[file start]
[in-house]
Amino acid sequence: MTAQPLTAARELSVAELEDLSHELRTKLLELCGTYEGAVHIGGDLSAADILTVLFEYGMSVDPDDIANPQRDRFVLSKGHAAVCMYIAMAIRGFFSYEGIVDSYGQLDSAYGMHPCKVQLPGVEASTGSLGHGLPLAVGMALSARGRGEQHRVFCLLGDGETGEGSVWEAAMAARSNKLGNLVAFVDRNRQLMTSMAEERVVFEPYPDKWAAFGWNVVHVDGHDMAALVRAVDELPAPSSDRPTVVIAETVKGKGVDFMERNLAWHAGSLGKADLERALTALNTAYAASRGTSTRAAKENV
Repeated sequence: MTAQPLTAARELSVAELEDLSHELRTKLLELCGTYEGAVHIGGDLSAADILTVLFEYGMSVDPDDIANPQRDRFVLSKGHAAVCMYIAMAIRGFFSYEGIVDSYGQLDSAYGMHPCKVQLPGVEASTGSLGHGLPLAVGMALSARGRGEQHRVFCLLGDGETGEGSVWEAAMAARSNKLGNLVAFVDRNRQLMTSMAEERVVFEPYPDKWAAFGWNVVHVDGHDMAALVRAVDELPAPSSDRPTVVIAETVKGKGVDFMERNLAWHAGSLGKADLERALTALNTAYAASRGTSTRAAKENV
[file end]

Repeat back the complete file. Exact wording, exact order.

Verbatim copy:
[in-house]
Amino acid sequence: MTAQPLTAARELSVAELEDLSHELRTKLLELCGTYEGAVHIGGDLSAADILTVLFEYGMSVDPDDIANPQRDRFVLSKGHAAVCMYIAMAIRGFFSYEGIVDSYGQLDSAYGMHPCKVQLPGVEASTGSLGHGLPLAVGMALSARGRGEQHRVFCLLGDGETGEGSVWEAAMAARSNKLGNLVAFVDRNRQLMTSMAEERVVFEPYPDKWAAFGWNVVHVDGHDMAALVRAVDELPAPSSDRPTVVIAETVKGKGVDFMERNLAWHAGSLGKADLERALTALNTAYAASRGTSTRAAKENV
Repeated sequence: MTAQPLTAARELSVAELEDLSHELRTKLLELCGTYEGAVHIGGDLSAADILTVLFEYGMSVDPDDIANPQRDRFVLSKGHAAVCMYIAMAIRGFFSYEGIVDSYGQLDSAYGMHPCKVQLPGVEASTGSLGHGLPLAVGMALSARGRGEQHRVFCLLGDGETGEGSVWEAAMAARSNKLGNLVAFVDRNRQLMTSMAEERVVFEPYPDKWAAFGWNVVHVDGHDMAALVRAVDELPAPSSDRPTVVIAETVKGKGVDFMERNLAWHAGSLGKADLERALTALNTAYAASRGTSTRAAKENV